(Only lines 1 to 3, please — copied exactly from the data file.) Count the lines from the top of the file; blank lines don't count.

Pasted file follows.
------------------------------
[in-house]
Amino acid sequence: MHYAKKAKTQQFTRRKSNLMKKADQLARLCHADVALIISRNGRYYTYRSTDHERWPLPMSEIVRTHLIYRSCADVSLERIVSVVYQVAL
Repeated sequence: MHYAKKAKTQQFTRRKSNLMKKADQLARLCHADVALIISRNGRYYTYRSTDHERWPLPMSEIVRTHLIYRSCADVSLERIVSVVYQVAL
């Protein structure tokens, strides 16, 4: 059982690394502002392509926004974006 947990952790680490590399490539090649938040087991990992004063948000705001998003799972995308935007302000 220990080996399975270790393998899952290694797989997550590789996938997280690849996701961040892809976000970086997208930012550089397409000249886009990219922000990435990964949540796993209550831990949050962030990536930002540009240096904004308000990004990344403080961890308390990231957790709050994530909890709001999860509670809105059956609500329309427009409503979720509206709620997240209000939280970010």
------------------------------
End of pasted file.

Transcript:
[in-house]
Amino acid sequence: MHYAKKAKTQQFTRRKSNLMKKADQLARLCHADVALIISRNGRYYTYRSTDHERWPLPMSEIVRTHLIYRSCADVSLERIVSVVYQVAL
Repeated sequence: MHYAKKAKTQQFTRRKSNLMKKADQLARLCHADVALIISRNGRYYTYRSTDHERWPLPMSEIVRTHLIYRSCADVSLERIVSVVYQVAL